Catholic Primary School Bahir Dar, Atse Tekeleghiorgis Catholic School Addis Ababa, St. Joseph Catholic School, Bulbula, St. John Paul II, Jimma

Primary School education in Ethiopia comprises of grades 1 – 8, from the ages of about 7 to 16. As mentioned above, the provision of primary school has improved in Ethiopia over recent years and enrolment levels reflect this. However, completion levels remain lower than would be hoped, and the Daughters of Charity aim not just to increase the availability of education but the quality of education also. The high number of school drop-outs can partly be attributed to a lack of quality education. Ethiopian schools, for example, have a severe shortage of textbooks, often relying on outdated and inappropriate internationally donated books. By providing outstanding facilities and a high quality of teaching, the projects provided by the Daughters of Charity are transforming the communities they are working in. They currently provide 3,891 children with primary education across 6 locations in Ethiopia. These schools work in tandem with the other projects mentioned in the rest of this report.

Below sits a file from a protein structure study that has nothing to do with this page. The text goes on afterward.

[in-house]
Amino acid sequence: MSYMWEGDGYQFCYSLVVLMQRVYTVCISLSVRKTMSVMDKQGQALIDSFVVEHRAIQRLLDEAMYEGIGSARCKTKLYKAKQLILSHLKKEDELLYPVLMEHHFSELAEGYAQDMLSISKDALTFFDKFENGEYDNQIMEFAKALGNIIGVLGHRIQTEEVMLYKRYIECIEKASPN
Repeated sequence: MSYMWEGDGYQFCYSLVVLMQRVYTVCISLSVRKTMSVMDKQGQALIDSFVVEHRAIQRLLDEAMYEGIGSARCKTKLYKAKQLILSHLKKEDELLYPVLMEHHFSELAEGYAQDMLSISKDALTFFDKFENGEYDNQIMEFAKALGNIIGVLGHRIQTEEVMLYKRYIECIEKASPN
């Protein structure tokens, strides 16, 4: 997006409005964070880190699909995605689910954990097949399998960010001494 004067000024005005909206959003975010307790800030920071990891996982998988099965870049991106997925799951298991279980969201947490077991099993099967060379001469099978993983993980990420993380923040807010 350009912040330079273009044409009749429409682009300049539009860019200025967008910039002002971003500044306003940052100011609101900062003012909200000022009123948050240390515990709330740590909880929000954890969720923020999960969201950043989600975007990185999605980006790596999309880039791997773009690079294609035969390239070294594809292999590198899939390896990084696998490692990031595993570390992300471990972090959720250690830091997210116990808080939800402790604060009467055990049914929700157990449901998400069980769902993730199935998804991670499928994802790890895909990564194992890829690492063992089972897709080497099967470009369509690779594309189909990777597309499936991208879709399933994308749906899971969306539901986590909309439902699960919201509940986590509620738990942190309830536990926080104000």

Catholic Primary School Bahir Dar, Atse Tekeleghiorgis Catholic School Addis Ababa, St. Joseph Catholic School, Bulbula, St. John Paul II, Jimma

Together this creates a holistic approach to social development allowing families, as well as children, to benefit from the school provisions. Atse School, for example, aims to help young people rise out of poverty through quality education. The grade 8 students passed national exams with excellent results, but many, more importantly, developed passions and interests. Creative work in art and science were proudly presented to parents, whilst a number of female students became first among ten sub-cities in sport. In Bahir Dar, 1,762 children are given primary school education, including a bus which carries up to 300 children for three trips in the morning and three in the evening, allowing children who live in more rural areas, who would otherwise find it difficult or impossible to get to school, continue their education.